Though Google Ads, a pay-per-click advertising option, can definitely help you boost your sales, it can also help you go broke if you aren’t careful. Below are some of the best pro tips out there for avoiding common PPC ad mistakes so that you can ensure your ads work for you instead of against you. 

Make Sure You Use the Right Keywords

Before you launch your first PPC ad through Google, take the time to understand the difference between the three major categories of keyword matches: broad matches, phrase matches, and exact matches. You will need to choose one of these before running your ad, and it’s not as cut-and-dry as it might seem. Different industries can benefit from different categories, so be sure you do your research and choose the match type that works best for you. 

Write Professional Ads

Next, it doesn’t matter which match type you choose if your ad is poorly written or if you aren’t optimizing your ad extensions. Go over your ad copy with a fine-tooth comb and correct any spelling or grammar mistakes. Then, look at the extensions available to you and decide whether you want to use them. You can attach location, call, or sitelink extensions if they are ideal for you. You can even utilize social or mobile app extensions. These extensions simply allow you to add extra tidbits of info that could have a tremendous effect on the number of clicks you get.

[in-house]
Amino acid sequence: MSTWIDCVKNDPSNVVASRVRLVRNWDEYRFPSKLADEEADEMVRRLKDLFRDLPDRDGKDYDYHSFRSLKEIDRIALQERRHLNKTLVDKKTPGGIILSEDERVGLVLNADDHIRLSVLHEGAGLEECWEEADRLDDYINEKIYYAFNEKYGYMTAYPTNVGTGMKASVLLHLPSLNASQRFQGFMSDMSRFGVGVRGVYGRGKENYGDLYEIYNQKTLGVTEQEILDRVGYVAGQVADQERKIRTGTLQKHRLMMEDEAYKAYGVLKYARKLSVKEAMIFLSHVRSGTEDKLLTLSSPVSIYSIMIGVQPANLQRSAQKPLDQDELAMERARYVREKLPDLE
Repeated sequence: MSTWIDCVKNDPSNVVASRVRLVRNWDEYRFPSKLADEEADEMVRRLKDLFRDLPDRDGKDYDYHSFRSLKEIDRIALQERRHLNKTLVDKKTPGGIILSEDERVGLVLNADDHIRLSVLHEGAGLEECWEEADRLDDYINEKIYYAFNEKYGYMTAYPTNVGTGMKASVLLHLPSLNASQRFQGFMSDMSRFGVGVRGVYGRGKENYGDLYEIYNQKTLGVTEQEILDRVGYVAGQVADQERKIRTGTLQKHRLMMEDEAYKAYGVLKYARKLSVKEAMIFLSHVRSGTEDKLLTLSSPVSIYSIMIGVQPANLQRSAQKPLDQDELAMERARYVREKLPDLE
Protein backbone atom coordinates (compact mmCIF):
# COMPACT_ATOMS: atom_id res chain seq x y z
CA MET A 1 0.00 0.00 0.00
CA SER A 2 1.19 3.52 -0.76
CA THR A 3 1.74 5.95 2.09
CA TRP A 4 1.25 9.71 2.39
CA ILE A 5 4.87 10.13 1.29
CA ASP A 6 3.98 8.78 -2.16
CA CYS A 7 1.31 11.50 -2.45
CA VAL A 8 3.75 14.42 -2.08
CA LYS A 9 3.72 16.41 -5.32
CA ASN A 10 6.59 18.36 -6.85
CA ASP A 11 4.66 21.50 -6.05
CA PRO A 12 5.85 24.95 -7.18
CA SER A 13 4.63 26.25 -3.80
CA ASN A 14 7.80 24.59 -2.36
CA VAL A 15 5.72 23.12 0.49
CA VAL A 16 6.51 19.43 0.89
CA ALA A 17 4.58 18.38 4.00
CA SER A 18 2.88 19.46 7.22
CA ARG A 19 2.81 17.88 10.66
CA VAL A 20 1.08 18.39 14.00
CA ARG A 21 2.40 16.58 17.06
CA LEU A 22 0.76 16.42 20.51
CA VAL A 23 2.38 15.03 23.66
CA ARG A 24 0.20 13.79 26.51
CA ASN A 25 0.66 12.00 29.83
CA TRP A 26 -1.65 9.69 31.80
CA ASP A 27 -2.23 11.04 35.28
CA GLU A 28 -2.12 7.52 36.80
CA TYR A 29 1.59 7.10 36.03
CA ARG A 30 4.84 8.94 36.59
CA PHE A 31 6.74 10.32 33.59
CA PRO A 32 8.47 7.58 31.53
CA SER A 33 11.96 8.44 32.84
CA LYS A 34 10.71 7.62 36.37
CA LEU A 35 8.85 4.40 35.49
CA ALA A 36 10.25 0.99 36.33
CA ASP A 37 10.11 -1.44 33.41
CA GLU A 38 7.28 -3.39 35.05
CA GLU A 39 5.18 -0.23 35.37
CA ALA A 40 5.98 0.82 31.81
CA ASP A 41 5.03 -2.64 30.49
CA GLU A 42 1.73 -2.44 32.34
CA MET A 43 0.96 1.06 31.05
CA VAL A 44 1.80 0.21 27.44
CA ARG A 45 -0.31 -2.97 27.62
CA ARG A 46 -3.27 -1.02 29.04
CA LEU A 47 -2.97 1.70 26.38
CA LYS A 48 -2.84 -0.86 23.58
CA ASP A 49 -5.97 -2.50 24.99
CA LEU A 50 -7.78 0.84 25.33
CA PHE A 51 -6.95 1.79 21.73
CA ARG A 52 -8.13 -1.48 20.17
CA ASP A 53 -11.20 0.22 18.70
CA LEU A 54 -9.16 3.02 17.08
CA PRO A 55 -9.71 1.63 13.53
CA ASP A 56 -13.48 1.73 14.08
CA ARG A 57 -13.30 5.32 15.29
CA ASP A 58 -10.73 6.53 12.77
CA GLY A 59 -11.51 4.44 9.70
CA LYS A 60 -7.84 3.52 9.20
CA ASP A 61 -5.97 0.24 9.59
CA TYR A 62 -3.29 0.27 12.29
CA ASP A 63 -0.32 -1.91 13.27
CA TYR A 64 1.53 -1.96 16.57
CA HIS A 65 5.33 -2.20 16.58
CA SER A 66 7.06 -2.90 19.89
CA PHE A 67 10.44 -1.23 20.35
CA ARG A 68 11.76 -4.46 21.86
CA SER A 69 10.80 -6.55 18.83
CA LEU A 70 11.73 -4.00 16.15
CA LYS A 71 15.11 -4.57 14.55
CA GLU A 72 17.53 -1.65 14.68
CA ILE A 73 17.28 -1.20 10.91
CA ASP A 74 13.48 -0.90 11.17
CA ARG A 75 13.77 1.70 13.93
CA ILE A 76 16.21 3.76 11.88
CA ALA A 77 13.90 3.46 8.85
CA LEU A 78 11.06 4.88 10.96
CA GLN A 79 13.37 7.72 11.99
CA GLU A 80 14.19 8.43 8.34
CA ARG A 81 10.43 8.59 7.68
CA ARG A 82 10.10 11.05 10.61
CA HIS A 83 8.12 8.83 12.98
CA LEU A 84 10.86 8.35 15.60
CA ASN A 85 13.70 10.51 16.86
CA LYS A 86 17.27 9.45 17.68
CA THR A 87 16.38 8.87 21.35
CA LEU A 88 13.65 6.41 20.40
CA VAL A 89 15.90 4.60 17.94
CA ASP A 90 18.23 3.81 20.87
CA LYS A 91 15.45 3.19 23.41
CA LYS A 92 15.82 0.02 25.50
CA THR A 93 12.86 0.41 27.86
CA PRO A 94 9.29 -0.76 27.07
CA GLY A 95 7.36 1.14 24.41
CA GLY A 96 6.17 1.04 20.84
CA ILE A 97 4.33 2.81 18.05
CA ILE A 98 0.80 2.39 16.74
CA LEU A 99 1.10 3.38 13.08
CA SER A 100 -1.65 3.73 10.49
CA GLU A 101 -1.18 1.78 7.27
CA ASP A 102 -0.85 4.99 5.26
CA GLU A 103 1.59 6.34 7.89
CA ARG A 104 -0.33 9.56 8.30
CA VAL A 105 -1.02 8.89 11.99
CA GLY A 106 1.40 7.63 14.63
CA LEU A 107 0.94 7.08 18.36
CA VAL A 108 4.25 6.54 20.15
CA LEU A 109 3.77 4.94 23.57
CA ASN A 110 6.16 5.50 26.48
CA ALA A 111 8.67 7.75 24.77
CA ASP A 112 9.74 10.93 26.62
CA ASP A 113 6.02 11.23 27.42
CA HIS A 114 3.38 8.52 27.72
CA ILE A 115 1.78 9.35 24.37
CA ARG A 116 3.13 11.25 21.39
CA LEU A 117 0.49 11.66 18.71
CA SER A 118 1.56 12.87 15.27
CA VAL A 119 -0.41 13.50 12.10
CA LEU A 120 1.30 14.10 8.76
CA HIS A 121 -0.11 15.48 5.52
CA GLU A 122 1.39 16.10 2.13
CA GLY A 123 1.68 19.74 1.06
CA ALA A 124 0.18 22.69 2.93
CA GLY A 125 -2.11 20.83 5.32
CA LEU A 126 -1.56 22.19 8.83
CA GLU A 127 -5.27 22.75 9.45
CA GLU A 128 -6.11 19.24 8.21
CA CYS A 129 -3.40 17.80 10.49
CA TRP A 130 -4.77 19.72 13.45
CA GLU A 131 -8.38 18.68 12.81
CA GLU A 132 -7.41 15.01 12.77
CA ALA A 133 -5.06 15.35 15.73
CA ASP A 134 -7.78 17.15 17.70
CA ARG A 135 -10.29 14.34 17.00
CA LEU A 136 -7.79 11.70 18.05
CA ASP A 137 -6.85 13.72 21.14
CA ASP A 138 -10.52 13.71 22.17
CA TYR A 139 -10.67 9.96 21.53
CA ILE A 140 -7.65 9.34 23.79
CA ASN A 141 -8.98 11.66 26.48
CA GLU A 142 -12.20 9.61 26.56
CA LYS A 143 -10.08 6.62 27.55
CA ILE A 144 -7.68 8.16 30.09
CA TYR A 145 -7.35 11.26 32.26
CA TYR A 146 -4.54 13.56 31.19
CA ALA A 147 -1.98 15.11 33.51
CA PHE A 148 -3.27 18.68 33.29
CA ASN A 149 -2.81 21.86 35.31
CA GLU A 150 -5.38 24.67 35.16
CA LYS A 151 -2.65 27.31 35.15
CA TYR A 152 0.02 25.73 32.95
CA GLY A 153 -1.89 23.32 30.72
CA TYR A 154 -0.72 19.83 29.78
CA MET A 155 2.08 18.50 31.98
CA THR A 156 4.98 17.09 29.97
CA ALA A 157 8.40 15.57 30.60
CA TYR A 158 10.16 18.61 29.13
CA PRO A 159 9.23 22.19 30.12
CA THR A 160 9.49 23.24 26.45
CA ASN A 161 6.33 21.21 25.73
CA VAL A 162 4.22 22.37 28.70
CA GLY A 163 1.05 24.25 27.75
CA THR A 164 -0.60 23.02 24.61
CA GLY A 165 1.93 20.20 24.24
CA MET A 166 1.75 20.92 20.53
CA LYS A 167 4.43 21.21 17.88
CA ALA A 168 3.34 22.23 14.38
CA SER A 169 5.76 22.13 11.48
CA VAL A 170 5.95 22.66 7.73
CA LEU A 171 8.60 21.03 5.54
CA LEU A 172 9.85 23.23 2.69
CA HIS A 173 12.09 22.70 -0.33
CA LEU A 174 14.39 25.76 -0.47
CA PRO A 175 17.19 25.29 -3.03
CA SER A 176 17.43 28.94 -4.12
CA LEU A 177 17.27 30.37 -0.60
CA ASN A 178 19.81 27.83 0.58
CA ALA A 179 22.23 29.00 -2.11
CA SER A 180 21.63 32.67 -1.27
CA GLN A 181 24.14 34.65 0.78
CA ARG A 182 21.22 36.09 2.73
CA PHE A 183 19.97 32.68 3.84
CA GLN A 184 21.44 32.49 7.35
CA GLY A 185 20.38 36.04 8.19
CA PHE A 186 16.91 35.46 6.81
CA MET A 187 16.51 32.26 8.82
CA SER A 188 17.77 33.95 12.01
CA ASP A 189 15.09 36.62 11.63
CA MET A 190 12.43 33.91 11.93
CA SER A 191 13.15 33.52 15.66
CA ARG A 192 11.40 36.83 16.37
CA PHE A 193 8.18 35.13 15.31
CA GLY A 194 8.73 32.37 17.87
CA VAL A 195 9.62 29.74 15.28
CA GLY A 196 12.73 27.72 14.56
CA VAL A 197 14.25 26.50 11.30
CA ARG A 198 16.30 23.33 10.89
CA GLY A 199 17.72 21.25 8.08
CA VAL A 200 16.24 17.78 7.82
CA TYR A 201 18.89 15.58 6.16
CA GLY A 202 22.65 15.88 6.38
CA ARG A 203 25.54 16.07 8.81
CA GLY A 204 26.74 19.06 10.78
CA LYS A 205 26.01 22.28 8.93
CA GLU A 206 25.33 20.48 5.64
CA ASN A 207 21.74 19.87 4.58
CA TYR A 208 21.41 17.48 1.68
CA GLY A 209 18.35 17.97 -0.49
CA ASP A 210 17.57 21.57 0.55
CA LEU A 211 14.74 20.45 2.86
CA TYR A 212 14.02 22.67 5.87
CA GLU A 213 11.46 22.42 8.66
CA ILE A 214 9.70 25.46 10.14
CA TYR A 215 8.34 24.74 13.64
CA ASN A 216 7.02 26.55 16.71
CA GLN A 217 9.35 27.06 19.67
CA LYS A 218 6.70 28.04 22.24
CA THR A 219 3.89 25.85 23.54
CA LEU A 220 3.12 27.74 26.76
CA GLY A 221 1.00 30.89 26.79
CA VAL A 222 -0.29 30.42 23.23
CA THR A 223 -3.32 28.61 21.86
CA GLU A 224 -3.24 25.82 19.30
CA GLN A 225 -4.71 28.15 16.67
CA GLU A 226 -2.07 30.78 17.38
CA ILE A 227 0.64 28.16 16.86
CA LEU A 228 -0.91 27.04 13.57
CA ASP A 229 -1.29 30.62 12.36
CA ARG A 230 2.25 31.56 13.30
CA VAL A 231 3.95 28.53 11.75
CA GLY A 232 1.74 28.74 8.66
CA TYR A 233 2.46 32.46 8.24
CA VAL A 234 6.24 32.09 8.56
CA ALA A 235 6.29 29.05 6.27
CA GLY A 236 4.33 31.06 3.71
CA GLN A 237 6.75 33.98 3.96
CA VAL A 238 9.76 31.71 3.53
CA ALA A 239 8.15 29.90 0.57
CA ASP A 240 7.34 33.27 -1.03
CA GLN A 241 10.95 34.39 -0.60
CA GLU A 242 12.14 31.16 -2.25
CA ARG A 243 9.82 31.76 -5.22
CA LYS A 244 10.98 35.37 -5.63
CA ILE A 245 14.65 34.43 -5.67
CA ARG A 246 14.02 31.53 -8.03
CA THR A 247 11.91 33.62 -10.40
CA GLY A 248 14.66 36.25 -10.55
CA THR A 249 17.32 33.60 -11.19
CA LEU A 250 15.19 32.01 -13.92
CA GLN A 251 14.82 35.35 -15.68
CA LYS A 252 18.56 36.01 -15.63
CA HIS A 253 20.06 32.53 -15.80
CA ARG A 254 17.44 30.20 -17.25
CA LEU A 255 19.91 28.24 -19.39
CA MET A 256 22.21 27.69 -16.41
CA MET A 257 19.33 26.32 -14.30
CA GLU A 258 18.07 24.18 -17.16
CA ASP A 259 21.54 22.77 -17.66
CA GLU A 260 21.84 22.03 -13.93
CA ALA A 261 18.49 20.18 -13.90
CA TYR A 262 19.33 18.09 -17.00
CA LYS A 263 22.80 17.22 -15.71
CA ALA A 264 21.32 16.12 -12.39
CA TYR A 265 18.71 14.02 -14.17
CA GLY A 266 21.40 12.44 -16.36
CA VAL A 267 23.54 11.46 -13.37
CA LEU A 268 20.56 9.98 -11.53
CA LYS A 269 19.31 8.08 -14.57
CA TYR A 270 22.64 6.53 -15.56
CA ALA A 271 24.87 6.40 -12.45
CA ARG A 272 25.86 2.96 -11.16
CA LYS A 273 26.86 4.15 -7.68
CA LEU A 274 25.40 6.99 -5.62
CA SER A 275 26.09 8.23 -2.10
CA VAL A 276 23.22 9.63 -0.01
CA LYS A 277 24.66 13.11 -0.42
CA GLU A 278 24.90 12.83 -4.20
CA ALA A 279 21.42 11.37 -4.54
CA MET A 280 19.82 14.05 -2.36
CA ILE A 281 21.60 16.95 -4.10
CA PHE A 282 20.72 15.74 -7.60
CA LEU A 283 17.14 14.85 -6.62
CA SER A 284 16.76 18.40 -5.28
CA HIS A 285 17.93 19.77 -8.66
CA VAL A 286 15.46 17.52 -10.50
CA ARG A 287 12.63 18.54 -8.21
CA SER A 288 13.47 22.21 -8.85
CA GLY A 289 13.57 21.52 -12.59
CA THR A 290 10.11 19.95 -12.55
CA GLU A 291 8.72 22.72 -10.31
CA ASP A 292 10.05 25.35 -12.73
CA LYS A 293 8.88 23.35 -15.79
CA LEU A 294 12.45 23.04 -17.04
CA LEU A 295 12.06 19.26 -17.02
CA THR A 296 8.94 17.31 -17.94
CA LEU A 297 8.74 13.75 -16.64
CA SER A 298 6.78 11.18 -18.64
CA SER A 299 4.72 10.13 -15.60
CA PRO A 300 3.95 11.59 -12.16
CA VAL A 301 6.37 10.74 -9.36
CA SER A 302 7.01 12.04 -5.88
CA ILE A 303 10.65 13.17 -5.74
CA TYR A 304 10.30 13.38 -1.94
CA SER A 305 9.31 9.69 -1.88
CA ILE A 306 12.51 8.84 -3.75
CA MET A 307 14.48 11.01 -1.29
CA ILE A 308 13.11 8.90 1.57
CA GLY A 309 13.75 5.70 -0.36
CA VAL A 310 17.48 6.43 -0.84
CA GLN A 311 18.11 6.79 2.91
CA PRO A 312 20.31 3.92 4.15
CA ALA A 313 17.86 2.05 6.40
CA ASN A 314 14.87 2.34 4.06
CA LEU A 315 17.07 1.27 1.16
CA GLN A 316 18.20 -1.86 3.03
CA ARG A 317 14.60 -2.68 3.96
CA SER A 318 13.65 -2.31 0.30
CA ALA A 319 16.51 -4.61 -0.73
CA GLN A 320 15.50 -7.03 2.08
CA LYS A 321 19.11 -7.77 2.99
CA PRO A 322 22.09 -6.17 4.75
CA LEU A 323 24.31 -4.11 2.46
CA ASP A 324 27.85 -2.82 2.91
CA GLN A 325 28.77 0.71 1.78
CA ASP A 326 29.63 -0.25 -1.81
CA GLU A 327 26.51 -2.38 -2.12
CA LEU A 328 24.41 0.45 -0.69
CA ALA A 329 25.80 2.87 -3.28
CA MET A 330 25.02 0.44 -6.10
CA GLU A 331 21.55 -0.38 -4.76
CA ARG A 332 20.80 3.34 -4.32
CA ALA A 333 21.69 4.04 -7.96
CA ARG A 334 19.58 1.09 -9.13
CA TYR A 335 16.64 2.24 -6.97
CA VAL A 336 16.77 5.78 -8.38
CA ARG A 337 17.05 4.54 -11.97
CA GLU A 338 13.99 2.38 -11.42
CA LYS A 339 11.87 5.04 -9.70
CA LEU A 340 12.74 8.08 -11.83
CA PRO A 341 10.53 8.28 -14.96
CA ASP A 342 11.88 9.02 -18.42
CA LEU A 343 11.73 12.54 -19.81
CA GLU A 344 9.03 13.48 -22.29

Don’t Shy Away from Negative Keywords

The term “negative keywords” sounds ominous, and for many, it sounds like something to be avoided at all costs. Believe it or not, if you aren’t using negative keywords to your advantage, then your Google PPC ads may not be as effective as they could be. Of the millions and millions of words that Google processes each and every day, a significant number of them are new. It’s important to utilize negative keywords in such a way that you can exclude poor matches and reach the people who are most likely to interact with your ad. 

Use the Right Ad Position

Though Google’s SEO algorithms are incredibly complicated, their ad ranking algorithm is relatively simple. All you have to do get your ad to appear at the top is bid more than other advertisers targeting your keywords and ensure your ad is high quality. That’s it. Of these two things, bid and quality, quality is the most important. Your ads can generate plenty of clicks even if they aren’t first in line. Most of the time, it’s a good idea to aim for positions three and four, so be sure to test your copy and position by changing your bid and cost per click as necessary. 

Google PPC ads are a great way to improve traffic and visibility, and in the long run, they can boost your sales a great deal. Make sure you’re using the right keywords – including negative keywords – in a professionally written ad. Then, make sure you target the right ad position and adjust things as necessary to get there. That’s all it takes to make your PPC ad campaign a success. 

How to Explain Google Ads to Your Grandparents

If you’ve been toying with the idea of utilizing Google Ads to advertise your business but you aren’t sure how it works, you’re in the right place. Below, you can learn the ins and outs of Google Ads in a way that will allow you to explain it to your grandparents with confidence. 

Understanding Google